“There was excessive alcohol consumption by some individuals,” the report said. “One individual was sick. There was a minor altercation between two other individuals.” The last member of staff left this gathering at 3.13am. 

Boris Johnson and Rishi Sunak at a gathering in the Cabinet Room in Downing Street for the prime minister’s birthday on June 19 2020 © UK Government

The report’s portrayal of a Bacchanalian culture in Number 10 while millions of people were largely locked down in their homes could still prove politically damaging for Johnson in the long term. But some of its conclusions were helpful for the prime minister.

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For example, Gray confirmed that Johnson was not aware in advance of the gathering to mark his 56th birthday on June 19 2020, for which he received a fixed-penalty notice.

Gray also ruled that it was “not appropriate or proportionate” to investigate the gathering on November 13 2020, the so-called Abba party, in Johnson’s private flat because the Metropolitan Police force had begun work on its own inquiry.

When the prime minister stood at the despatch box to give a statement on the report in the wake of its publication, he was initially contrite. But that soon changed. He went on to attack Sir Keir Starmer, the leader of the opposition, dubbing him “Sir Beer Korma” because of allegations that he had also broken Covid lockdown laws.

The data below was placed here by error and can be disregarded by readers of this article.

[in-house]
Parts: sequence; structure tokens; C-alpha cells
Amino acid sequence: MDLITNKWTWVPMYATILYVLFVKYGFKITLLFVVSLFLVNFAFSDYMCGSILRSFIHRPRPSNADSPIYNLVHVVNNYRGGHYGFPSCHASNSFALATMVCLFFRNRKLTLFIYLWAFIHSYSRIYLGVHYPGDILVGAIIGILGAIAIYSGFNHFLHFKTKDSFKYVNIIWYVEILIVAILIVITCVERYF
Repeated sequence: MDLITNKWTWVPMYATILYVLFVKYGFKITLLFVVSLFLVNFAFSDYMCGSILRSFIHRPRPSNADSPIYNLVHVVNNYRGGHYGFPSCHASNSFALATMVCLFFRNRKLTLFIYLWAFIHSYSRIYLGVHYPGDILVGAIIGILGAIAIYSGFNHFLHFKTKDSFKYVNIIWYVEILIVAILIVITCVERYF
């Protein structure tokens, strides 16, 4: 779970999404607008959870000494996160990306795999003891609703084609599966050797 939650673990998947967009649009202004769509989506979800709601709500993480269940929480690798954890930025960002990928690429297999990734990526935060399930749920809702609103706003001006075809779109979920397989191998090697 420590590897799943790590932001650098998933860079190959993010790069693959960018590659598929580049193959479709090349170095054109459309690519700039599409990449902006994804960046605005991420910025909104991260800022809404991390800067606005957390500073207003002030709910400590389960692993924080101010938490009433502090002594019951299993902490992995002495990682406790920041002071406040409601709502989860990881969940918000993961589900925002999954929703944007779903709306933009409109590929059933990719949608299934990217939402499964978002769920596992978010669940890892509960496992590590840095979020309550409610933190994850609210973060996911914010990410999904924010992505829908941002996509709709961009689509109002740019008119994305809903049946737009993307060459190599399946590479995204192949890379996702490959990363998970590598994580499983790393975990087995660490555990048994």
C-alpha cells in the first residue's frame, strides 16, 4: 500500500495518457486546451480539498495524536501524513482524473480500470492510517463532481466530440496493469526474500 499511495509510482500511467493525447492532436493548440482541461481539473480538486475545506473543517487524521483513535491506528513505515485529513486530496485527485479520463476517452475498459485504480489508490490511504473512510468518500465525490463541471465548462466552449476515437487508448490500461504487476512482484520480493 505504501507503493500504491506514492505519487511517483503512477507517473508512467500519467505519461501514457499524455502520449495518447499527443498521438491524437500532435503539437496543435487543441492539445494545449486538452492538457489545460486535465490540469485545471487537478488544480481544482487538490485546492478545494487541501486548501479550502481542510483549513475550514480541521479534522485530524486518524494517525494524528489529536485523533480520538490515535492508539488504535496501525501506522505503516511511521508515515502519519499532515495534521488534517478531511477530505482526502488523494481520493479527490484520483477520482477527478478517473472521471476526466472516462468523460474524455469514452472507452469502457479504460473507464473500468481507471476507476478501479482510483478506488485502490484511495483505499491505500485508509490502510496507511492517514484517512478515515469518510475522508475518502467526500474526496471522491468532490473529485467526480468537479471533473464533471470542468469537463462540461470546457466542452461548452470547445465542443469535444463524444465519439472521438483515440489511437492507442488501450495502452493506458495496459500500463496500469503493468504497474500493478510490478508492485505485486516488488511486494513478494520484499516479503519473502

Johnson also repeated earlier claims that he did not know the extent of parties in Downing Street. At a subsequent press conference he insisted that he had only learnt of some details by reading Gray’s report that morning.

Many Tory MPs supported their leader, echoing his comments that it was time to “move on” and focus on more pressing issues, such as the cost of living crisis.

At a closed-door meeting of backbench MPs on Wednesday evening, Johnson was cracking jokes, telling them that Britain would not have won the second world war if alcohol had been banned in Number 10 in the 1940s.

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However, backbencher Jonathan Gullis said that the PM “struck the right tone throughout” with sincere apologies to colleagues.

“The meeting was relatively calm, but there was a growing sense of weariness over the matter,” said another Conservative MP.

There was criticism from a small number of Tory MPs, but most had already made their dislike of Johnson public in recent months. They included Tobias Ellwood, who warned that the Conservative party would lose the next general election if it continued on its current trajectory.

One new rebel was Julian Sturdy, a backbencher who called for Johnson to resign: “This is clearly a time when we cannot have any doubt about the honesty, integrity and personal character of the prime minister,” he wrote in a statement.

But despite the rumbling dissent, the rebels lack a coherent philosophy or obvious candidate to replace Johnson.

As one Tory MP said, the latest revelations lacked a “silver bullet” to fatally undermine Johnson’s prospects.

“There are several MPs privately opposed to Johnson but the question is are they properly organised? Are they managing to co-ordinate in any discernible form?,” said a senior Conservative.

“It takes a lot to actually remove a prime minister.”